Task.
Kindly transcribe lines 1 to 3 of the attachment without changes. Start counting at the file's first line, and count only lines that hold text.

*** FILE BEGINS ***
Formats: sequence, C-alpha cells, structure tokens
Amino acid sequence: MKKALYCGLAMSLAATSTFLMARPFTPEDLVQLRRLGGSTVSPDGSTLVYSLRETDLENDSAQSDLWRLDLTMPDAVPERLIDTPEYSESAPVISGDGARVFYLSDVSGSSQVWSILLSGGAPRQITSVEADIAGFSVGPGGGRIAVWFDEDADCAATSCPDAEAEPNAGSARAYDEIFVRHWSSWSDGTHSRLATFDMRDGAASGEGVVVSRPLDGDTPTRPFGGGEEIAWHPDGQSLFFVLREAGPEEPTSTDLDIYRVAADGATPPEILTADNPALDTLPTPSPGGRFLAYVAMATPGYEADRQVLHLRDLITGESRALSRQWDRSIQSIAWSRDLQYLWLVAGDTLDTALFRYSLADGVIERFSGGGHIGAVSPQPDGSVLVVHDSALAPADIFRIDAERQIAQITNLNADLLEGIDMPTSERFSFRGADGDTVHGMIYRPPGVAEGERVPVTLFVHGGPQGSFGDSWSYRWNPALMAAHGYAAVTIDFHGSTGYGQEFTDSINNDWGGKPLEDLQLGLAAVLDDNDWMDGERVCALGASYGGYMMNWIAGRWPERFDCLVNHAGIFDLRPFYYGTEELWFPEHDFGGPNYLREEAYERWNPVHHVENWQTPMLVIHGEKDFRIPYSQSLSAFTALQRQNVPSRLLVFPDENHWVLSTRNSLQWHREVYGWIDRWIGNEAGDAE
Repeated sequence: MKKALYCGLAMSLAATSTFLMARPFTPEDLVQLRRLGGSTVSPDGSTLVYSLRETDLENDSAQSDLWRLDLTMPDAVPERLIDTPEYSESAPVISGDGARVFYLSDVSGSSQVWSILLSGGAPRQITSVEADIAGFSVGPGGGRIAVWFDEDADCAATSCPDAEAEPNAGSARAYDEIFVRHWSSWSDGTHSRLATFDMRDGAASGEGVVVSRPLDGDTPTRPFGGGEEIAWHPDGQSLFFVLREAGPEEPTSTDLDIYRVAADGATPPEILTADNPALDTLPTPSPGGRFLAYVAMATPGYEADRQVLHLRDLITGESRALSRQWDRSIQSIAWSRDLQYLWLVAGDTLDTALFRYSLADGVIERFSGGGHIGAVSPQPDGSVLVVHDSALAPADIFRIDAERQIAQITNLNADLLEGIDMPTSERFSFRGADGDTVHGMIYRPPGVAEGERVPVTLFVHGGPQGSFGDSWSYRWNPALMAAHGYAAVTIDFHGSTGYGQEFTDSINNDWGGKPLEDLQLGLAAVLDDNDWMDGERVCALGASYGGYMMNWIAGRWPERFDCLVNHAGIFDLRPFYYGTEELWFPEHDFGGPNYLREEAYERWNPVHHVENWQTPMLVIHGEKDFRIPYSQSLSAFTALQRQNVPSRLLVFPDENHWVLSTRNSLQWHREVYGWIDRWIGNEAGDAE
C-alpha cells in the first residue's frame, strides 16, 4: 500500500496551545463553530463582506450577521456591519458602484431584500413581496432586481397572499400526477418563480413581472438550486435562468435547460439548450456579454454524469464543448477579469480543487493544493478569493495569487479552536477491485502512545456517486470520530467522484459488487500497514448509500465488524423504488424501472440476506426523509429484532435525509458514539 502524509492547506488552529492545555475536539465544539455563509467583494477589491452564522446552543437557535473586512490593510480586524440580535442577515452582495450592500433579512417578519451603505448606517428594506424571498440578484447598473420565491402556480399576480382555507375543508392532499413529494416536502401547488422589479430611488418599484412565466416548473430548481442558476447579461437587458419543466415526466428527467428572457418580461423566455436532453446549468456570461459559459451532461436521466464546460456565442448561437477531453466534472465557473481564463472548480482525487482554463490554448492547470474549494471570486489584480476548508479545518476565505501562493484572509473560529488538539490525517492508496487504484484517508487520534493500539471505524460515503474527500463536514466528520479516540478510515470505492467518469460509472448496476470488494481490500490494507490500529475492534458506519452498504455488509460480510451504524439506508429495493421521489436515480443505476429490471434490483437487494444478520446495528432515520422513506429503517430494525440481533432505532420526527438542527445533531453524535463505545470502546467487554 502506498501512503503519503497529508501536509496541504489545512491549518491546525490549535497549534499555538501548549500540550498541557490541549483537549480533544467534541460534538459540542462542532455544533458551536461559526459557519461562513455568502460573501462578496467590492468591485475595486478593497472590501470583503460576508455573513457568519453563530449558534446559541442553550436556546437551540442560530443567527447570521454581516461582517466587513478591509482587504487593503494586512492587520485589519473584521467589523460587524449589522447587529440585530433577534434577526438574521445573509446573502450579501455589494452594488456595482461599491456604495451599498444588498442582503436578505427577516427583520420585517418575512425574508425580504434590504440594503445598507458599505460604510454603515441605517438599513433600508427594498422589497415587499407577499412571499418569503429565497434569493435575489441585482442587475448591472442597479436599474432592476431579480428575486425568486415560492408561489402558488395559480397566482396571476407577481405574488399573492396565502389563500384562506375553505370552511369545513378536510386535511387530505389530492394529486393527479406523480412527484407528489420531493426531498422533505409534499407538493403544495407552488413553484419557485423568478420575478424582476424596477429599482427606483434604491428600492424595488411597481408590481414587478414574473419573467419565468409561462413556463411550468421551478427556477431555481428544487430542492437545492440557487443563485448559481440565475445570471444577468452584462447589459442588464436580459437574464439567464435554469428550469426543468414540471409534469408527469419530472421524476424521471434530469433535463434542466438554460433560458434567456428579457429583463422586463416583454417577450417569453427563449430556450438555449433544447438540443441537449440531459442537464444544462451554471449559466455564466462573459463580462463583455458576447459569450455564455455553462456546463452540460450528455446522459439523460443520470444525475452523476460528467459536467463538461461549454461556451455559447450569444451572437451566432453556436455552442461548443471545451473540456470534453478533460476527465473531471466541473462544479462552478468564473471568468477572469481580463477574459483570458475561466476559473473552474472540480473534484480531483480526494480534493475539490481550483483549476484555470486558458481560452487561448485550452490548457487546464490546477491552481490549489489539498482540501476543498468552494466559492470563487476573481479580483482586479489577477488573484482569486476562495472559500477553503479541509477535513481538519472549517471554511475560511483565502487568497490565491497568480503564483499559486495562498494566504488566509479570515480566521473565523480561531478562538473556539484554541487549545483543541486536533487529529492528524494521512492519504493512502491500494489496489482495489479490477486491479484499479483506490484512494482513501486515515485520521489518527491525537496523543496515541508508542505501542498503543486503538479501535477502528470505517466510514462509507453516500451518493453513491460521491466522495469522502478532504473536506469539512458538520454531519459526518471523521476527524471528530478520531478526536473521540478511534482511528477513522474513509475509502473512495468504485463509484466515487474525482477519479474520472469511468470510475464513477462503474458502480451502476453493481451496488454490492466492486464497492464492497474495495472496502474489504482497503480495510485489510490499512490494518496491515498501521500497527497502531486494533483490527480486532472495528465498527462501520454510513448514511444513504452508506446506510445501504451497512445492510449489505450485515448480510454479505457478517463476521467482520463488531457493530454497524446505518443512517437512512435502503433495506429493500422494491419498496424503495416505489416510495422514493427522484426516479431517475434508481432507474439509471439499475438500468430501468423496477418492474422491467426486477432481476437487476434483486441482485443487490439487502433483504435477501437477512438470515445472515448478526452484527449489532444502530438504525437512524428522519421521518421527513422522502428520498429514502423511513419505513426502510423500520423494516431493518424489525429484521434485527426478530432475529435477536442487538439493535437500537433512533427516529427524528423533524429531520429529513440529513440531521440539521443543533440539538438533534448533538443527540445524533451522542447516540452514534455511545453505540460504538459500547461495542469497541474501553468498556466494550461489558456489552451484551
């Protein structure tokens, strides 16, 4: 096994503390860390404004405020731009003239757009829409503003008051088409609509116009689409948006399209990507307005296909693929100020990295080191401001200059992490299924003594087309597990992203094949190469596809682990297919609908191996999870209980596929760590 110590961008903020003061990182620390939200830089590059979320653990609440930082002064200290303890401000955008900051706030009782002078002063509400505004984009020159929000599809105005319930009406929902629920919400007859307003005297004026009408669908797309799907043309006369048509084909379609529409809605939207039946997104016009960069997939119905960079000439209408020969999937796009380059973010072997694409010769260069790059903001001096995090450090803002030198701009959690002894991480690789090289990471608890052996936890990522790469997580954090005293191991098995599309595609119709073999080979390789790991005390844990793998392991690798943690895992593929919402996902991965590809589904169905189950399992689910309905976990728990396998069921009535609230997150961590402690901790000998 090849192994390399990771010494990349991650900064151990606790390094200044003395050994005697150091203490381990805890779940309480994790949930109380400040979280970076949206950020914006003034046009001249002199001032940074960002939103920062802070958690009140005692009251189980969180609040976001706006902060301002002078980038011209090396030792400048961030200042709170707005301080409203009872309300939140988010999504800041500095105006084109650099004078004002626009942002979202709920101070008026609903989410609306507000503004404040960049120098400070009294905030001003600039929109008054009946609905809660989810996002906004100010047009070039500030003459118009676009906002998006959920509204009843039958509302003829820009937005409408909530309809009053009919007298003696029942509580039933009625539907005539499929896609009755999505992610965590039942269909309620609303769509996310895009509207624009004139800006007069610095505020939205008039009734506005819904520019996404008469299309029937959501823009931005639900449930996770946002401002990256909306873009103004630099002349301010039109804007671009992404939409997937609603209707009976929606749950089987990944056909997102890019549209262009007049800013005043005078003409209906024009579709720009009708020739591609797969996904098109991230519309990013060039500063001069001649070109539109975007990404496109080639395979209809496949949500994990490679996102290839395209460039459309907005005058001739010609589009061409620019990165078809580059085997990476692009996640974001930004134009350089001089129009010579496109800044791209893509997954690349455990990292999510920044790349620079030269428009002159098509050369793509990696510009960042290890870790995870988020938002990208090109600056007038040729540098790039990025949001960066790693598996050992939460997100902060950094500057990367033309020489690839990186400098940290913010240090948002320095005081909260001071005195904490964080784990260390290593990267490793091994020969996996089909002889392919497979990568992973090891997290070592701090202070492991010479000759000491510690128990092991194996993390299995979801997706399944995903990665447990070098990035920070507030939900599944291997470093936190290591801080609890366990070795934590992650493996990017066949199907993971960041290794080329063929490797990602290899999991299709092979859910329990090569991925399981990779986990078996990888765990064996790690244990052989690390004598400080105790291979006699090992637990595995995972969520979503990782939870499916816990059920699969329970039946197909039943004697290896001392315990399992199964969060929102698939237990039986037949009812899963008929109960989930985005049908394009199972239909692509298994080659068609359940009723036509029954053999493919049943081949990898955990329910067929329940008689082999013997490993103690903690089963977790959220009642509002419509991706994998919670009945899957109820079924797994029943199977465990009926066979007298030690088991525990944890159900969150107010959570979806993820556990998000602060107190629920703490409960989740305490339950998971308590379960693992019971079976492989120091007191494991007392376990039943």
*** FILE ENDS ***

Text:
Formats: sequence, C-alpha cells, structure tokens
Amino acid sequence: MKKALYCGLAMSLAATSTFLMARPFTPEDLVQLRRLGGSTVSPDGSTLVYSLRETDLENDSAQSDLWRLDLTMPDAVPERLIDTPEYSESAPVISGDGARVFYLSDVSGSSQVWSILLSGGAPRQITSVEADIAGFSVGPGGGRIAVWFDEDADCAATSCPDAEAEPNAGSARAYDEIFVRHWSSWSDGTHSRLATFDMRDGAASGEGVVVSRPLDGDTPTRPFGGGEEIAWHPDGQSLFFVLREAGPEEPTSTDLDIYRVAADGATPPEILTADNPALDTLPTPSPGGRFLAYVAMATPGYEADRQVLHLRDLITGESRALSRQWDRSIQSIAWSRDLQYLWLVAGDTLDTALFRYSLADGVIERFSGGGHIGAVSPQPDGSVLVVHDSALAPADIFRIDAERQIAQITNLNADLLEGIDMPTSERFSFRGADGDTVHGMIYRPPGVAEGERVPVTLFVHGGPQGSFGDSWSYRWNPALMAAHGYAAVTIDFHGSTGYGQEFTDSINNDWGGKPLEDLQLGLAAVLDDNDWMDGERVCALGASYGGYMMNWIAGRWPERFDCLVNHAGIFDLRPFYYGTEELWFPEHDFGGPNYLREEAYERWNPVHHVENWQTPMLVIHGEKDFRIPYSQSLSAFTALQRQNVPSRLLVFPDENHWVLSTRNSLQWHREVYGWIDRWIGNEAGDAE
Repeated sequence: MKKALYCGLAMSLAATSTFLMARPFTPEDLVQLRRLGGSTVSPDGSTLVYSLRETDLENDSAQSDLWRLDLTMPDAVPERLIDTPEYSESAPVISGDGARVFYLSDVSGSSQVWSILLSGGAPRQITSVEADIAGFSVGPGGGRIAVWFDEDADCAATSCPDAEAEPNAGSARAYDEIFVRHWSSWSDGTHSRLATFDMRDGAASGEGVVVSRPLDGDTPTRPFGGGEEIAWHPDGQSLFFVLREAGPEEPTSTDLDIYRVAADGATPPEILTADNPALDTLPTPSPGGRFLAYVAMATPGYEADRQVLHLRDLITGESRALSRQWDRSIQSIAWSRDLQYLWLVAGDTLDTALFRYSLADGVIERFSGGGHIGAVSPQPDGSVLVVHDSALAPADIFRIDAERQIAQITNLNADLLEGIDMPTSERFSFRGADGDTVHGMIYRPPGVAEGERVPVTLFVHGGPQGSFGDSWSYRWNPALMAAHGYAAVTIDFHGSTGYGQEFTDSINNDWGGKPLEDLQLGLAAVLDDNDWMDGERVCALGASYGGYMMNWIAGRWPERFDCLVNHAGIFDLRPFYYGTEELWFPEHDFGGPNYLREEAYERWNPVHHVENWQTPMLVIHGEKDFRIPYSQSLSAFTALQRQNVPSRLLVFPDENHWVLSTRNSLQWHREVYGWIDRWIGNEAGDAE